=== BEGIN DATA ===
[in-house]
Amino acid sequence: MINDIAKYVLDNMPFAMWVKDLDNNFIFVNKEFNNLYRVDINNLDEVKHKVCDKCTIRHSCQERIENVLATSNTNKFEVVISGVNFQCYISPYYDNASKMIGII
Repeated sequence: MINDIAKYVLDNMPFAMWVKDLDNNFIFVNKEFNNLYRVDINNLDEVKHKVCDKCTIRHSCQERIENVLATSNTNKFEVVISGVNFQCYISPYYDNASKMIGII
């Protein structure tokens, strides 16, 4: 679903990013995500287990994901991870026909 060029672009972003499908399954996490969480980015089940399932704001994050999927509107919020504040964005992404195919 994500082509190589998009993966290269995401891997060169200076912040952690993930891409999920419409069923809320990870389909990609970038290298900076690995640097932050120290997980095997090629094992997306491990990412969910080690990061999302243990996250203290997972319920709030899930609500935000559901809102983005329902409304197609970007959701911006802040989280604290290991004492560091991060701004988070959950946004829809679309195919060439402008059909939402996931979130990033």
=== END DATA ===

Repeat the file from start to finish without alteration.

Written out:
[in-house]
Amino acid sequence: MINDIAKYVLDNMPFAMWVKDLDNNFIFVNKEFNNLYRVDINNLDEVKHKVCDKCTIRHSCQERIENVLATSNTNKFEVVISGVNFQCYISPYYDNASKMIGII
Repeated sequence: MINDIAKYVLDNMPFAMWVKDLDNNFIFVNKEFNNLYRVDINNLDEVKHKVCDKCTIRHSCQERIENVLATSNTNKFEVVISGVNFQCYISPYYDNASKMIGII
């Protein structure tokens, strides 16, 4: 679903990013995500287990994901991870026909 060029672009972003499908399954996490969480980015089940399932704001994050999927509107919020504040964005992404195919 994500082509190589998009993966290269995401891997060169200076912040952690993930891409999920419409069923809320990870389909990609970038290298900076690995640097932050120290997980095997090629094992997306491990990412969910080690990061999302243990996250203290997972319920709030899930609500935000559901809102983005329902409304197609970007959701911006802040989280604290290991004492560091991060701004988070959950946004829809679309195919060439402008059909939402996931979130990033």